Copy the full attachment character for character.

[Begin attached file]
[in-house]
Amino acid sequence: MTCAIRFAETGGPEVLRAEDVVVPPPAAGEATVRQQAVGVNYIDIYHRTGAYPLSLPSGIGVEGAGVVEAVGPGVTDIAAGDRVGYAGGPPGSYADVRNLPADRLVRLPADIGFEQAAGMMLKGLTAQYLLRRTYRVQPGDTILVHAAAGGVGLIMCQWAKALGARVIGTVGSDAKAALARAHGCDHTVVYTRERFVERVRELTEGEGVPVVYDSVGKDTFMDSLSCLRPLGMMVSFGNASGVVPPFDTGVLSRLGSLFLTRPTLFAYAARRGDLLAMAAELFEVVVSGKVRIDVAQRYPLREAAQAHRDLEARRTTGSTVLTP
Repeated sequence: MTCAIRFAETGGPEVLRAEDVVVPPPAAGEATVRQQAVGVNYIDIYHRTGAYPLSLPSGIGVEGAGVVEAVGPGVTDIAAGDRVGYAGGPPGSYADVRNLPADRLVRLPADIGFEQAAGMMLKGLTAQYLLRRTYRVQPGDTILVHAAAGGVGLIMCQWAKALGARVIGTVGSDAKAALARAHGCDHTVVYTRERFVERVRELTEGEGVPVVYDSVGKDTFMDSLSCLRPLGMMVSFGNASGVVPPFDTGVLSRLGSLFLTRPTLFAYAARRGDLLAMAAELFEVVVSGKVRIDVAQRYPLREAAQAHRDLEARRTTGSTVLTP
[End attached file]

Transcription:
[in-house]
Amino acid sequence: MTCAIRFAETGGPEVLRAEDVVVPPPAAGEATVRQQAVGVNYIDIYHRTGAYPLSLPSGIGVEGAGVVEAVGPGVTDIAAGDRVGYAGGPPGSYADVRNLPADRLVRLPADIGFEQAAGMMLKGLTAQYLLRRTYRVQPGDTILVHAAAGGVGLIMCQWAKALGARVIGTVGSDAKAALARAHGCDHTVVYTRERFVERVRELTEGEGVPVVYDSVGKDTFMDSLSCLRPLGMMVSFGNASGVVPPFDTGVLSRLGSLFLTRPTLFAYAARRGDLLAMAAELFEVVVSGKVRIDVAQRYPLREAAQAHRDLEARRTTGSTVLTP
Repeated sequence: MTCAIRFAETGGPEVLRAEDVVVPPPAAGEATVRQQAVGVNYIDIYHRTGAYPLSLPSGIGVEGAGVVEAVGPGVTDIAAGDRVGYAGGPPGSYADVRNLPADRLVRLPADIGFEQAAGMMLKGLTAQYLLRRTYRVQPGDTILVHAAAGGVGLIMCQWAKALGARVIGTVGSDAKAALARAHGCDHTVVYTRERFVERVRELTEGEGVPVVYDSVGKDTFMDSLSCLRPLGMMVSFGNASGVVPPFDTGVLSRLGSLFLTRPTLFAYAARRGDLLAMAAELFEVVVSGKVRIDVAQRYPLREAAQAHRDLEARRTTGSTVLTP